This story was updated with comments throughout from RATP at 19h20 CET.
[UPDATE] A spokesmen for Régie Autonome des Transports Parisiens said in an interview that the agency had never authorized access to its real-time data to third-party applications such as Citymapper. However, the agency is now taking the system offline to overhaul the architecture because last month it began crashing repeatedly under the strain of traffic from outside applications.
RATP plans to have the new system in place later this year to give official access, which will include some fees for heaviest users.
“We are currently doing everything we have to do to make it happen,” the spokesman said.
Citymapper, the company behind the mapping application is based in London, but for several years has offered its mobile mapping app in Paris, one of its most popular locations. Last week, the company was told by RATP that it was going to lose access to the agency’s real-time bus data.
It’s potentially a problem for Citymapper because the app lets users find the most efficient routes to their destinations in a city by crunching data for all public transportation services, taxis, bicycles and walking.
But it’s also perplexing, says Jean-Baptiste Casaux, business development director for Citymapper. He said the company did not receive an explanation as to why the public agency planned to cut off access.
“There is a lot of frustration that this is happening,” he said. “It’s shameful for the city and the country. We get invited all the time by Paris and the French Government to give speeches about open cities and open data. It’s unbelievable that the transport agency is acting against its users in such a brutal way.”
Over the weekend, RATP spokesman Franck Avice told LeMonde that there were some issues related to credit, promotion and money:
“We are for open data. We want to help start-ups that offer such new services. But we do not intend to give our data to some players, who do not even mention us in their application. If allowed to use it for free, we may…lose our relationship with our customers.”
For Casaux, a Paris native, the turn of events is particularly disappointing. In part because a large number of the Citymapper employees are French, and have been quite proud of their country’s embrace of open data. While Citymapper is in 31 cities now, including several others in France, this is the first instance of the service being blocked in any fashion.
Indeed, he said several smaller cities across France have reached out to Citymapper, asking how they could get their public transportation data ready to use with the application, he said.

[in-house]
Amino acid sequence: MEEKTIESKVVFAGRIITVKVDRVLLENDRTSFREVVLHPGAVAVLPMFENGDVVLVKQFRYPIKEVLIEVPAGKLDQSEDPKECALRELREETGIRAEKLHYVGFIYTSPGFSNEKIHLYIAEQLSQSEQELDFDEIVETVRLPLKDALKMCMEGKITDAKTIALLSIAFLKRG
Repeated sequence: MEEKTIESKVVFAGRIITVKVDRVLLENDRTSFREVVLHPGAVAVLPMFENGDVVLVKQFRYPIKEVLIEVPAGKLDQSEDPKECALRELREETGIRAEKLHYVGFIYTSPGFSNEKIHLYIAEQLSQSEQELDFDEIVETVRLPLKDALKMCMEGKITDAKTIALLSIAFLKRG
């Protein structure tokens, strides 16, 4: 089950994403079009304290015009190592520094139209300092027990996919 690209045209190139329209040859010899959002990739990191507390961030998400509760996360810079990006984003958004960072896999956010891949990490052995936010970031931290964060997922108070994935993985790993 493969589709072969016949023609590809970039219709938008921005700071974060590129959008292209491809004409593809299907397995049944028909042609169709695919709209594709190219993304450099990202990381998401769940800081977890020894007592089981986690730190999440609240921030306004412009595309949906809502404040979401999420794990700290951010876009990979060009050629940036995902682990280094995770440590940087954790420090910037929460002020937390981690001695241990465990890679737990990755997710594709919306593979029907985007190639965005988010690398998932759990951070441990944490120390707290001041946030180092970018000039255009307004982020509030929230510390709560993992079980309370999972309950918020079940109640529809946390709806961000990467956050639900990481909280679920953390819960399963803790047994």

While Casaux is still puzzled by RATP’s decision, he did note that last November, the agency announced that it would invest €30 million and hire 100 people to develop its own transportation apps. And that’s left him wondering whether the agency now sees former partners like Citymapper as competitors.
“They might see us as a threat,” Casaux said.
[UPDATE] Not so, said the RATP spokesman who explained that over the past year, the traffic driven to RATP’s real-time data system has at times tripled due to outside applications. While the agency had never officially okayed these uses, the RATP felt it had to take additional measures by closing down access to give its IT staff time to rebuild the system to handle the much bigger load it anticipates in the coming years.
When the system is re-opened, there will be some associated fees targeted for heavy users, such as Citymapper. The RATP spokemsan said the fee structure had not been determined. He said the agency would not profit from the fees but felt it was fair that for-profit companies share the costs of investing in maintaining the infrastructure.
In the meantime, he said RATP remains dedicated to supporting application developers and the principle of open data. Just last week, the agency hosted a hackathon that attracted 130 developers. [UPDATE END]
These may be of no comfort to Citymapper, which says it first learned there may be issues with RATP a few weeks ago when it briefly found its real-time data access blocked. The company temporarily used the static bus timetables from the RATP until it implemented a workaround to regain access to the real-time data, Casaux said.
As of now, Citymapper is still getting the real-time data. But it could be cut any time.
So Citymapper decided to go public with the dispute. In a blog post, the company emphasized its role in helping consumers and creating more transparency:
“Open Data is what allows us to create unique features to facilitate the use of public transport for our users, such as compare in real-time the travel time between any means of transport, or find alternative routes in case of disturbances.”
The petition has so far received 7,984 signatures toward a goal of 10,000. If it reaches that number, it would be sent to Paris Mayor Anne Hidalgo and Economic Minister Emmanuel Macron.